A/N: Yes, I love this story too. And I'm pulling from both the 1993 movie and the book. I love both.

The Winter Wuthers


Wind blows hard, howling and wuthering about the edges of the manor, shaking the corners of Misselthwaite, and driving Colin out of his own comfortable bed into his cousin's room.

Mary stares curiously out of the window, despite a tad bit of discomfort gnawing at her from the ferocity of the weather. The wind off the moor has always wuthered, but never so violently until the winter months came upon it.

"Come away from there," Colin demands, yet not imperiously.

"Oh, you big baby!"

But she comes away and they climb up on her bed to look again at the pictures of the garden, both of his mother and father and of themselves with Dickon. They are so caught up in the smiles and whispers, only occassionally casting furtive glances toward the gale, that they hardly notice when Colin's father comes in, a concerned expression furrowing his brow.

"I see you are not frightened by the storm," he says, gaining the children's attention.

"Uncle Archie! Come look," Mary cries.

She shoves Colin aside to make space for her uncle and he climbs up on the bed himself, putting one arm around each of them. He looks at the pictures, but Mary looks at him.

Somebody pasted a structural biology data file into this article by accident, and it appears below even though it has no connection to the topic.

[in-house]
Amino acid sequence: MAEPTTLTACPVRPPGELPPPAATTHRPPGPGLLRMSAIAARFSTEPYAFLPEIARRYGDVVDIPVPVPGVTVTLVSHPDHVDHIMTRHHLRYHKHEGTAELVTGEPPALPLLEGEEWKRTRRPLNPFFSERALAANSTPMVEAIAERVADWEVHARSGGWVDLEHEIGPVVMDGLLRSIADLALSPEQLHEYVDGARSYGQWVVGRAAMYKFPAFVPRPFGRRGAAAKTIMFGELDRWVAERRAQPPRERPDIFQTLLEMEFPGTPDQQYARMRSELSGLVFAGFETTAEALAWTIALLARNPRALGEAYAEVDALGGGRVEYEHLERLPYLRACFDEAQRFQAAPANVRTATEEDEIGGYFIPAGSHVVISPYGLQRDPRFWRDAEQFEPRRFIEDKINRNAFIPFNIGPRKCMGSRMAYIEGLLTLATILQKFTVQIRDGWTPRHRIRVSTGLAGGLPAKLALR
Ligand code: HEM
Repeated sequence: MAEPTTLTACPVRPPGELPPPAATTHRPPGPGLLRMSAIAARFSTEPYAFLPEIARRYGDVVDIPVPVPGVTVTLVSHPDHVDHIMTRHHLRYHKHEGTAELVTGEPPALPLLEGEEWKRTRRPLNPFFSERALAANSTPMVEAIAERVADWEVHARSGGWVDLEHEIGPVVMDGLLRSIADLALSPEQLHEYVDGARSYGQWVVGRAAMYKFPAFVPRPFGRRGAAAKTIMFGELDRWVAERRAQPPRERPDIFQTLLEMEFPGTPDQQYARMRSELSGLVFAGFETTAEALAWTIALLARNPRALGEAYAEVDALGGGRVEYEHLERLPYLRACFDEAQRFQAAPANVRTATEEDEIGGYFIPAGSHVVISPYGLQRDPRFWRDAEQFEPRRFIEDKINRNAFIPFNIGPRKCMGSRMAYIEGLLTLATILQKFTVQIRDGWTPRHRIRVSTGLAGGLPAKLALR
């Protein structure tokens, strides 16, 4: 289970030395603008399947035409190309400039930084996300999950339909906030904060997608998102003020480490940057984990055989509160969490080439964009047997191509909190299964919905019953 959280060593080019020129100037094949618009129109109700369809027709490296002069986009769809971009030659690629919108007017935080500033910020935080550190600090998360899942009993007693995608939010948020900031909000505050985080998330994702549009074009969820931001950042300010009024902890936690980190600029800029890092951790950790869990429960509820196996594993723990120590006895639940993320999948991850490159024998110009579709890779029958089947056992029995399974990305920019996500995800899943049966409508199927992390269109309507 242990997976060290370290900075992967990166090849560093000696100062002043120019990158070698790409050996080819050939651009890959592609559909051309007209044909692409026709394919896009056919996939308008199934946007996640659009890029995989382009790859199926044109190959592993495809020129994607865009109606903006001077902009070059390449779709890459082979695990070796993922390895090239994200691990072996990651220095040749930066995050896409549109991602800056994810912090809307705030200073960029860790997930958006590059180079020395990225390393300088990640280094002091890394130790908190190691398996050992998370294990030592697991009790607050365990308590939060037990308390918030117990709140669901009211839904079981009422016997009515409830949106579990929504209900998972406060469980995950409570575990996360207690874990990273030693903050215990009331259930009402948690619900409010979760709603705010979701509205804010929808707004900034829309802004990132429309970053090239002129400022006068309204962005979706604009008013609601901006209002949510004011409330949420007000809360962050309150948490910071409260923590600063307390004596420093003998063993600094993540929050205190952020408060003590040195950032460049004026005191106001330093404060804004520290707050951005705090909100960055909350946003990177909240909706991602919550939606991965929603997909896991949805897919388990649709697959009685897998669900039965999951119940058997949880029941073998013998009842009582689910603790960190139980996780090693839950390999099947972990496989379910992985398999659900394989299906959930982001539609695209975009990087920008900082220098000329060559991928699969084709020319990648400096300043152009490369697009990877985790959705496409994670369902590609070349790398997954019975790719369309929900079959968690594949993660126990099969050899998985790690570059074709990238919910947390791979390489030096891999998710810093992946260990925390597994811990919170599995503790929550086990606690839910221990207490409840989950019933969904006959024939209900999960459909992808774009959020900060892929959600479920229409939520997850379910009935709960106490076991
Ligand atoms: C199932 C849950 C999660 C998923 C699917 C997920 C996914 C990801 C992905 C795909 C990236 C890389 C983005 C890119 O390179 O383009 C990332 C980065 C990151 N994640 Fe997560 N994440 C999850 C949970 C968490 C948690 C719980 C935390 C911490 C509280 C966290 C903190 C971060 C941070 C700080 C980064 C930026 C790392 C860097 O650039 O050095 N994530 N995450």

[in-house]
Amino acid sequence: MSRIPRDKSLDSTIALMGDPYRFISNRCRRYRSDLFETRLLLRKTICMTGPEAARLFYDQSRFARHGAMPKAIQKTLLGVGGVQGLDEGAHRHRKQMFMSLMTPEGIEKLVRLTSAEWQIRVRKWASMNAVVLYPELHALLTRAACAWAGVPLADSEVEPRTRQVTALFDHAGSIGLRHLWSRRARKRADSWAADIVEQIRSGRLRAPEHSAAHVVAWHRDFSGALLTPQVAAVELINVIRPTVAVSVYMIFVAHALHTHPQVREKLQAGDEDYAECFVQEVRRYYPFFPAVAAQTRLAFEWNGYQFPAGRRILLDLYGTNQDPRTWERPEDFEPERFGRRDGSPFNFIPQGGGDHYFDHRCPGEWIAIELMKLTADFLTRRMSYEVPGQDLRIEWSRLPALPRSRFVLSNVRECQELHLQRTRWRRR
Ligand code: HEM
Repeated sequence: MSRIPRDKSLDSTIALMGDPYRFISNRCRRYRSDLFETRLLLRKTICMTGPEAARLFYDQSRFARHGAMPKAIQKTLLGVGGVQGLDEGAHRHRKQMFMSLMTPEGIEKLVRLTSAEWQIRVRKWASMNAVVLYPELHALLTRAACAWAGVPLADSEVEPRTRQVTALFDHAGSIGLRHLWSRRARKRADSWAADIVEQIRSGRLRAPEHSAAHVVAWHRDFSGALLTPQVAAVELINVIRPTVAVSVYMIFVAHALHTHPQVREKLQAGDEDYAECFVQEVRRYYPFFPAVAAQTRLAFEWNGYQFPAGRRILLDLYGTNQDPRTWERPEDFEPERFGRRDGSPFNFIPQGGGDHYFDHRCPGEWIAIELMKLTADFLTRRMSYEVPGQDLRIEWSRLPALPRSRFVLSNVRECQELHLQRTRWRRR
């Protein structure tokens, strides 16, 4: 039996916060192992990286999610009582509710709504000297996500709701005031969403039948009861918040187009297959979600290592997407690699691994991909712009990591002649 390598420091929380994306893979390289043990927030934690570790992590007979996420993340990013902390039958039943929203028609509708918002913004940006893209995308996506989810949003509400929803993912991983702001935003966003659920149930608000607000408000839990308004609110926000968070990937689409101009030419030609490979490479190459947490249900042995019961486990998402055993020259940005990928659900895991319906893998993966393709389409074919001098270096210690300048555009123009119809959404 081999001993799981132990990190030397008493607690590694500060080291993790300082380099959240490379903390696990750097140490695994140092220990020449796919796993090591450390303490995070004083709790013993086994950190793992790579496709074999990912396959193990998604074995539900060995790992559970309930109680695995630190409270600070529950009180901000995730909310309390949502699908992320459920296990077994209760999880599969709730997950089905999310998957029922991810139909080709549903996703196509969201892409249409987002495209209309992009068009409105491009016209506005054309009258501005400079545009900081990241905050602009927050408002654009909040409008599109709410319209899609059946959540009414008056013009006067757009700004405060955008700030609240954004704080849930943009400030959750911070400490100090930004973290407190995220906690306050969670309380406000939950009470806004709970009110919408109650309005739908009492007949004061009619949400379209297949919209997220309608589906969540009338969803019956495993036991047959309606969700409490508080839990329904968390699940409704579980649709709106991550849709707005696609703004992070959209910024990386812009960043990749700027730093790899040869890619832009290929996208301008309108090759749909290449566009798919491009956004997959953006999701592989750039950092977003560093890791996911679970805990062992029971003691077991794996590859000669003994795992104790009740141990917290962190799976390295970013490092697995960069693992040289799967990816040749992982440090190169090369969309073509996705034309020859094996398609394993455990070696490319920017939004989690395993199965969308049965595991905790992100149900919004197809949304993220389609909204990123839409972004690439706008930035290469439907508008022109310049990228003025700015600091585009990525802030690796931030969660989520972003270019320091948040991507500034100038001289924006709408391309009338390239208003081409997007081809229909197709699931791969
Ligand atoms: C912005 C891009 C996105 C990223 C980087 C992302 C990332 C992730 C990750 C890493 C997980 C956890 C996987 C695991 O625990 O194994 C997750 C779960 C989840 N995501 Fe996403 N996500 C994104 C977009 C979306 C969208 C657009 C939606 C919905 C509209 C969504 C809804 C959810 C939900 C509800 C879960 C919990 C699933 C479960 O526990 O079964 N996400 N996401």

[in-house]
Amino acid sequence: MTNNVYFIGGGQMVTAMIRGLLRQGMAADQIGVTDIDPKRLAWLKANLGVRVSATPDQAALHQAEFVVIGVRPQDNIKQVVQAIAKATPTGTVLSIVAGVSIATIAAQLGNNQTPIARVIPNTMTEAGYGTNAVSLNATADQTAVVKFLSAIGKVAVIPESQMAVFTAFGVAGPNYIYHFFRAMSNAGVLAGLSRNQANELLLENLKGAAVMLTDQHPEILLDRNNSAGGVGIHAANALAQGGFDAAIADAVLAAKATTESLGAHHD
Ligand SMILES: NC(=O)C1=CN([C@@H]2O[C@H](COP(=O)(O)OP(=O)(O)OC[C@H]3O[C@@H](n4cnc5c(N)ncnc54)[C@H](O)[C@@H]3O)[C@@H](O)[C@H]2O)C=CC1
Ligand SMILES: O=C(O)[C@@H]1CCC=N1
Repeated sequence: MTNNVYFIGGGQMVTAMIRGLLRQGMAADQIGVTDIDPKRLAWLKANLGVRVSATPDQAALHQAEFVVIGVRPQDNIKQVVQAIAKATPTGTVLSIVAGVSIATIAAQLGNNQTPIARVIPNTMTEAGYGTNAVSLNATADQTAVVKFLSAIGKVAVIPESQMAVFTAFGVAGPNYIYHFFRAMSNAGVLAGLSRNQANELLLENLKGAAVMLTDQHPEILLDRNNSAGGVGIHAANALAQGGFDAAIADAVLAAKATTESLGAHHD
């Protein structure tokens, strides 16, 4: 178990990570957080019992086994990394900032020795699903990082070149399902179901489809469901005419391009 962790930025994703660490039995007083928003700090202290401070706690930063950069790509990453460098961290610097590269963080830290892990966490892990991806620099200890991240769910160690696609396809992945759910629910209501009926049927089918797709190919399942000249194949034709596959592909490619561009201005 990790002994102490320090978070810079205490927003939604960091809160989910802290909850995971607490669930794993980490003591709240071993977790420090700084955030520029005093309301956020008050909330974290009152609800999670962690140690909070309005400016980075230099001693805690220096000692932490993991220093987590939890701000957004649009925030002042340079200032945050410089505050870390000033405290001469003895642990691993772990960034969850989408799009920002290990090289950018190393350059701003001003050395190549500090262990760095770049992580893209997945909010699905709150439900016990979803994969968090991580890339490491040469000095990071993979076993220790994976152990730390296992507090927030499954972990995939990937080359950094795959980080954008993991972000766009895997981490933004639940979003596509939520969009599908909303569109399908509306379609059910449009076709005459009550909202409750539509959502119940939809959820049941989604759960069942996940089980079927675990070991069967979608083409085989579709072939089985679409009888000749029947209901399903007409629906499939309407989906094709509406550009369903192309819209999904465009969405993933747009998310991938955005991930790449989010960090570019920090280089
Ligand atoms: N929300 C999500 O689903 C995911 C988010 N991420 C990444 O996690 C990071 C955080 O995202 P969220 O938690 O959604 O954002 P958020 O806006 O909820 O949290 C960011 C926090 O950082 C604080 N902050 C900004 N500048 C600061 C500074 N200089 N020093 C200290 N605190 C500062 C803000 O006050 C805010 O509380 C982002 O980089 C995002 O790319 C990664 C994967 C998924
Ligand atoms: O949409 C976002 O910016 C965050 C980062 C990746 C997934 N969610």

"Is winter always like this?" she asks, a slight hitch in her voice.


Colin eyes him skeptically. "It always seems like this to me," he says.

Archibald Craven looks at the window on the wuthering and the downpour.

"Your mother," he says to Colin, "and your aunt," he squeezes Mary's shoulder, "used to think that the sound was angels crying as they remembered our sorrows. It comforted her."

Mary furrows her brow.

"What did you think it was?" Colin asks.

Mary turns sharply inquisitive eyes on her uncle.

He smiles at these two children of his. "I always hear the moor calling for spring to come."

"Like the magic?" Mary asks excitedly.

"When we called to you with Dickon?" Colin adds.

"Yes. Exactly like that."

Mary smiles broadly and Colin rests his head against his father's shoulder with a sigh.

The little boy murmurs sleepily, "Then spring will come."